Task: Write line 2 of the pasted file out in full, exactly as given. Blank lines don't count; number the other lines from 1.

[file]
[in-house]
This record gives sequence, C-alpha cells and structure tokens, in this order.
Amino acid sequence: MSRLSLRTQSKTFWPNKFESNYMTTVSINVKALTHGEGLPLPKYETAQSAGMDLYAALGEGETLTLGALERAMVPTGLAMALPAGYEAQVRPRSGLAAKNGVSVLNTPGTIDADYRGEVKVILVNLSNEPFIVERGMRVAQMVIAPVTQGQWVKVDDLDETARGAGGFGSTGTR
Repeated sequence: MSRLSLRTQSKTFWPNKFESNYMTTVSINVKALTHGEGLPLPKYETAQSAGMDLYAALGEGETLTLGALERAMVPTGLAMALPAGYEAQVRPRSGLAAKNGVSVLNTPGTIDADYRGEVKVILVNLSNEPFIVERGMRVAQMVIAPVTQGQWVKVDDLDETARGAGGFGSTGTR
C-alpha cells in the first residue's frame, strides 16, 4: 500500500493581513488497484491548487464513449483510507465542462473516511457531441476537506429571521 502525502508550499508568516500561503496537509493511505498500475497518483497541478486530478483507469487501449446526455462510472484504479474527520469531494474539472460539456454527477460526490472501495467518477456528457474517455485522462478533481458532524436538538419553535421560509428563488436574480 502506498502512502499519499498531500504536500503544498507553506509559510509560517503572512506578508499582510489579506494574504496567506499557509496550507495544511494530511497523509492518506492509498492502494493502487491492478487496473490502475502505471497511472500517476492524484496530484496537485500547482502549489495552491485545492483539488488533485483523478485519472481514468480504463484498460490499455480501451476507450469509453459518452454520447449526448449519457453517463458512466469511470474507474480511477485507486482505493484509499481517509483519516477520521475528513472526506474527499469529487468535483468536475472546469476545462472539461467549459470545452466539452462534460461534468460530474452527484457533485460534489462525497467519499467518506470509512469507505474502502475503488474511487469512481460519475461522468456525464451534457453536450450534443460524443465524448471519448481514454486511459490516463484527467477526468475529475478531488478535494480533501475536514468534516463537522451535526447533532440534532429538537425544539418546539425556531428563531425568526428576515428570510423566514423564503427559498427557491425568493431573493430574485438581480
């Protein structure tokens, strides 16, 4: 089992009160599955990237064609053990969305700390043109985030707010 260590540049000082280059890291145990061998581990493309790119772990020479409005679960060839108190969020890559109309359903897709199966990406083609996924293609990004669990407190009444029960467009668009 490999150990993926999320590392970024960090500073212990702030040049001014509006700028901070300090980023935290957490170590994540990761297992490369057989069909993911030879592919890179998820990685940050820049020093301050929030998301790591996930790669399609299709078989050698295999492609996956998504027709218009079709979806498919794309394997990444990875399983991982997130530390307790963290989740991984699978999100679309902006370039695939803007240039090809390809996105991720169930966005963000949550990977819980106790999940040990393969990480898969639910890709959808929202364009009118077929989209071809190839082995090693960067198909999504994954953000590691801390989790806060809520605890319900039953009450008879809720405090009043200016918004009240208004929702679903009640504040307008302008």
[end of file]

This record gives sequence, C-alpha cells and structure tokens, in this order.